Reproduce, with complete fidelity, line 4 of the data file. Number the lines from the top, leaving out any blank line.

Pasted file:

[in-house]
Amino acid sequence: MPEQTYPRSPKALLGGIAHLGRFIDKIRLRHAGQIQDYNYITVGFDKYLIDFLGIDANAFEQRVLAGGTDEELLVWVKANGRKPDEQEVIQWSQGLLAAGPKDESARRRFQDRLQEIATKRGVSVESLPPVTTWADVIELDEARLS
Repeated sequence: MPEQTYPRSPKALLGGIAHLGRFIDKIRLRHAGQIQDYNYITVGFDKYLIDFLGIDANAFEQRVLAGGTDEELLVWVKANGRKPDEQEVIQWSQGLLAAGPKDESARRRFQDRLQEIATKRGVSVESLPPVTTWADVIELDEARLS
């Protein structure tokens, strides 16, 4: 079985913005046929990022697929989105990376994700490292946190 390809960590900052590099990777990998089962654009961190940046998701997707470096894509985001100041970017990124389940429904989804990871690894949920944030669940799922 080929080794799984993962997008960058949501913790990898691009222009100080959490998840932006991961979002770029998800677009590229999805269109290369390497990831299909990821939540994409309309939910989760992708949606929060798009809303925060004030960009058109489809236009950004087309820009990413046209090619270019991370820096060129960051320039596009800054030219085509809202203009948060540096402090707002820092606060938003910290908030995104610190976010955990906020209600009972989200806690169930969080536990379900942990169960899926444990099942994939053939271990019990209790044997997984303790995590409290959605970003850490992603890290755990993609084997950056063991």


């Protein structure tokens, strides 16, 4: 079985913005046929990022697929989105990376994700490292946190 390809960590900052590099990777990998089962654009961190940046998701997707470096894509985001100041970017990124389940429904989804990871690894949920944030669940799922 080929080794799984993962997008960058949501913790990898691009222009100080959490998840932006991961979002770029998800677009590229999805269109290369390497990831299909990821939540994409309309939910989760992708949606929060798009809303925060004030960009058109489809236009950004087309820009990413046209090619270019991370820096060129960051320039596009800054030219085509809202203009948060540096402090707002820092606060938003910290908030995104610190976010955990906020209600009972989200806690169930969080536990379900942990169960899926444990099942994939053939271990019990209790044997997984303790995590409290959605970003850490992603890290755990993609084997950056063991």